julia> Pol() # omitting all arguments gives Pol([1],1)
Pol{Int64}: q
julia> p=Pol([1,2,1],-1) # here the valuation is specified to be -1
Pol{Int64}: q+2+q⁻¹
julia> q+2+q^-1 # same polynomial
Pol{Int64}: q+2+q⁻¹
```

```
julia> print(p) # if not nice printing give an output which can be read back
Pol([1, 2, 1],-1)
# change the variable for printing just this time
julia> print(IOContext(stdout,:limit=>true,:varname=>"x"),p)
x+2+x⁻¹
julia> print(IOContext(stdout,:TeX=>true),p) # TeXable output (used in Pluto, IJulia)
q+2+q^{-1}
```

A polynomial can be taken apart with the functions `valuation`

, `degree`

and `getindex`

. An index `p[i]`

gives the coefficient of degree `i`

of `p`

.

```
julia> valuation(p),degree(p)
(-1, 1)
julia> p[0], p[1], p[-1], p[10]
(2, 1, 1, 0)
julia> p[valuation(p):degree(p)]
3-element Vector{Int64}:
1
2
1
julia> p[begin:end] # the same as the above line
3-element Vector{Int64}:
1
2
1
julia> coefficients(p) # the same again
3-element Vector{Int64}:
1
2
1
```

A polynomial is a *scalar* if the valuation and degree are `0`

. The function `scalar`

returns the constant coefficient if the polynomial is a scalar, and `nothing`

otherwise.

```
julia> Pol(1)
Pol{Int64}: 1
julia> convert(Pol{Int},1) # the same thing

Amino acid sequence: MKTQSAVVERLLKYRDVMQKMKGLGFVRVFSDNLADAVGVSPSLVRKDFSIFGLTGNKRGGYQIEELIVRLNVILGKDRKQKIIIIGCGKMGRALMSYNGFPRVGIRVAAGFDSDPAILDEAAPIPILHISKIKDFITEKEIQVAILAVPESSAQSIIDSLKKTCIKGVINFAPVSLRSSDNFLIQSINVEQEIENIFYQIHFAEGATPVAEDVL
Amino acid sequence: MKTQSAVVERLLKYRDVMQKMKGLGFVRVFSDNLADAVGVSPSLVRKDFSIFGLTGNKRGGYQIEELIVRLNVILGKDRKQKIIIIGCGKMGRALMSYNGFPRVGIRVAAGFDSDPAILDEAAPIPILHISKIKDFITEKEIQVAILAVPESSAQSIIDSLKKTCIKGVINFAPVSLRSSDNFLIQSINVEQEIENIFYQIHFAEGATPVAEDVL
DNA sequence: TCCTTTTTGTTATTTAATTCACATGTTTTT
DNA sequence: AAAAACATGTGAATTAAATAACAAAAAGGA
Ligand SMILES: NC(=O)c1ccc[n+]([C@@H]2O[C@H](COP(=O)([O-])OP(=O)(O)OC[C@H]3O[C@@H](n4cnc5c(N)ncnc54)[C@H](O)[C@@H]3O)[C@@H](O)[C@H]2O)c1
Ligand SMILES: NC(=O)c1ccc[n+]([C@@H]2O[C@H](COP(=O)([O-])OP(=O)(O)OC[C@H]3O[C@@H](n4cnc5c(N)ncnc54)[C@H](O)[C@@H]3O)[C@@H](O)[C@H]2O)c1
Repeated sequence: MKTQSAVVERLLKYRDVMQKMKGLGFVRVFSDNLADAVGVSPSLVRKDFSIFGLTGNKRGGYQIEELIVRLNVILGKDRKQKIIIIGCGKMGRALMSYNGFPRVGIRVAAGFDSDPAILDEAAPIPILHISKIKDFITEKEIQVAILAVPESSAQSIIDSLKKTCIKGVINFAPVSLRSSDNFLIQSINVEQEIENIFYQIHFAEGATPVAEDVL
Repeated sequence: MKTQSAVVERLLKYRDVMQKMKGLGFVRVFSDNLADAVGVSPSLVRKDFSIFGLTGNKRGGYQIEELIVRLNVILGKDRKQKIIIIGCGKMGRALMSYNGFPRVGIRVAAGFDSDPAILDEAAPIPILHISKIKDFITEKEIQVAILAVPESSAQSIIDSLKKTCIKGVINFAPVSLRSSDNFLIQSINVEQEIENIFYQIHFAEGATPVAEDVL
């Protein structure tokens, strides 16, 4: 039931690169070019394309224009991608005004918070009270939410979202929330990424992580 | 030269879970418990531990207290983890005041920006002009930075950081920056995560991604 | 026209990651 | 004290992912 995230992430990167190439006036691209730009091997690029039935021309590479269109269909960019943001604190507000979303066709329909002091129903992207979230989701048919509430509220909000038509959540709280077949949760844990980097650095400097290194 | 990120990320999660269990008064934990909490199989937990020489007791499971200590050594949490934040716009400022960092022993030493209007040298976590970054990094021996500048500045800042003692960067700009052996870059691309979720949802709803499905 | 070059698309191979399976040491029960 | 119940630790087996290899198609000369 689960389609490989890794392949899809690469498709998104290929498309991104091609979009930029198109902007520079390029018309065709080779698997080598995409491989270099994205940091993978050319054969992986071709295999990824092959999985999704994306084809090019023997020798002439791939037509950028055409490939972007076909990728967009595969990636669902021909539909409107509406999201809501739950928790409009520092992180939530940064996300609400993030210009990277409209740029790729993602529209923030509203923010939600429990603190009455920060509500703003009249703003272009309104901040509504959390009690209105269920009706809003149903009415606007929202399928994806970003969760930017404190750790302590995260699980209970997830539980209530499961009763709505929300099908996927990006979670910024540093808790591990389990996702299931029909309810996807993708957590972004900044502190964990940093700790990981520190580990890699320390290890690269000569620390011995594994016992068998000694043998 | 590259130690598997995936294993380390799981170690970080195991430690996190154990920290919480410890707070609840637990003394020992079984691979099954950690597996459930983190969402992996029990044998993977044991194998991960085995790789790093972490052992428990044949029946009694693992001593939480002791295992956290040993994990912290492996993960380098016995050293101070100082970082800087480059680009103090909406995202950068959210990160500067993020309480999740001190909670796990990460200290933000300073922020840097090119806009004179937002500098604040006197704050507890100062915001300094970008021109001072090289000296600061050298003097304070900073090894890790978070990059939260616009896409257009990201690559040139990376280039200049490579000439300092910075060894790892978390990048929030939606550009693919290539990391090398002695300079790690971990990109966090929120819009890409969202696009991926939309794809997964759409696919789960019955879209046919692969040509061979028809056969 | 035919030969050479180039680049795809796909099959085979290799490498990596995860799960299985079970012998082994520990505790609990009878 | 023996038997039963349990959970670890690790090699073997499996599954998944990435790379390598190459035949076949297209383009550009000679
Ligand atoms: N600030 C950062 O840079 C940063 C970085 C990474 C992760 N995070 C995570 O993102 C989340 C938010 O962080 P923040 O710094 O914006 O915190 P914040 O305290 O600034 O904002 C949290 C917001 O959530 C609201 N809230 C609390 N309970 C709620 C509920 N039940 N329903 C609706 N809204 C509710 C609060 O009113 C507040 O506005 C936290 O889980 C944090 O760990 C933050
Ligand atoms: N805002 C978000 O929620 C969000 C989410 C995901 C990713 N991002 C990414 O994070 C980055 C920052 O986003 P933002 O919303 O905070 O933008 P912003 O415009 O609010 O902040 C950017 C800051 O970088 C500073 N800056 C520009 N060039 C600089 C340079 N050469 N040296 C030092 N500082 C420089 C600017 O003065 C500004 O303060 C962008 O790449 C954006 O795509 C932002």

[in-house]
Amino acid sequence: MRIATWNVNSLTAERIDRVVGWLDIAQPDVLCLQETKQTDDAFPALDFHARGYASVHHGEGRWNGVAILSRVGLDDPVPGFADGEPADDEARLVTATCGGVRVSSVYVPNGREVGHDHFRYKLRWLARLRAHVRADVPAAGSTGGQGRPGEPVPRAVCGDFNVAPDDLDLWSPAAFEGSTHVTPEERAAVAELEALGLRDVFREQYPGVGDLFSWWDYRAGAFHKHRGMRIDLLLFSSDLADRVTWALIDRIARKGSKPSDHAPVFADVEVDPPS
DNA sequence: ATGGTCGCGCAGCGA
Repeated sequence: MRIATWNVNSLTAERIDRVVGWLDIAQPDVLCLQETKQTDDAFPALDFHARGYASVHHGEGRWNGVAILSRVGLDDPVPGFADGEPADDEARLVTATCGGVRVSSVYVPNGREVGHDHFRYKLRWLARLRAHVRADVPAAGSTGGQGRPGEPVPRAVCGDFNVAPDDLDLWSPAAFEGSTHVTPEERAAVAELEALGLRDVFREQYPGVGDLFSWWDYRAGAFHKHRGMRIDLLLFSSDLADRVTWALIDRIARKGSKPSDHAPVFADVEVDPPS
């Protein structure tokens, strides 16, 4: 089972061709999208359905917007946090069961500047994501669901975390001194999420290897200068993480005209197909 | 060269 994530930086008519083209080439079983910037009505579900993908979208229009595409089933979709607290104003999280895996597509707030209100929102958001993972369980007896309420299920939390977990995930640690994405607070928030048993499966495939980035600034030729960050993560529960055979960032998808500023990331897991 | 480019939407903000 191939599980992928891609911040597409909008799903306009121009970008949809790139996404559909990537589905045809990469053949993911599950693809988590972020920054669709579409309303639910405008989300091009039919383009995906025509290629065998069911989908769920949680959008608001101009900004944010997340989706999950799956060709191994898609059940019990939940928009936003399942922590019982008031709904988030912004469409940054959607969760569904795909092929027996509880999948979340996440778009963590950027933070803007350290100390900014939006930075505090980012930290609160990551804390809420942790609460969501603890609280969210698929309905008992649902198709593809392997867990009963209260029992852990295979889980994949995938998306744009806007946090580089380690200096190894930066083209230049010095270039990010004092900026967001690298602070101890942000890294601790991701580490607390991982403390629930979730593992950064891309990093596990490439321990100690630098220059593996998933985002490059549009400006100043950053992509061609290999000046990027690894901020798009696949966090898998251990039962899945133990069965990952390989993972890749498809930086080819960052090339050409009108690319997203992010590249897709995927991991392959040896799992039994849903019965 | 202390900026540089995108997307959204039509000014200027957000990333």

Pol{Int64}: 1
julia> scalar(Pol(1))
1
julia> convert(Int,Pol(1)) # the same thing
1
julia> Int(Pol(1)) # the same thing
1
julia> scalar(q+1) # nothing; convert would give an error
```

In arrays `Pol{T}`

of different types `T`

are promoted to the same type `T`

(when the `T`

involved have a promotion) and a number is promoted to a polynomial.

Usual arithmetic (`+`

, `-`

, `*`

, `^`

, `/`

, `//`

, `one`

, `isone`

, `zero`

, `iszero`

, `==`

) works. Elements of type `<:Number`

or of type `T`

for a `Pol{T}`

are considered as scalars for scalar operations on the coefficients.

```
julia> derivative(p)
Pol{Int64}: 1-q⁻²
julia> p=(q+1)^2
Pol{Int64}: q²+2q+1
julia> p/2
Pol{Float64}: 0.5q²+1.0q+0.5
julia> p//2
Pol{Rational{Int64}}: (1//2)q²+(1//1)q+1//2
julia> p(1//2) # value of p at 1//2
9//4
julia> p(0.5)
2.25
# interpolation: find p taking values [2.0,1.0,3.0] at [1,2,3]
julia> Pol([1,2,3],[2.0,1.0,3.0])
Pol{Float64}: 1.5q²-5.5q+6.0
```

Polynomials are scalars for broadcasting. They can be sorted (they have `cmp`

and `isless`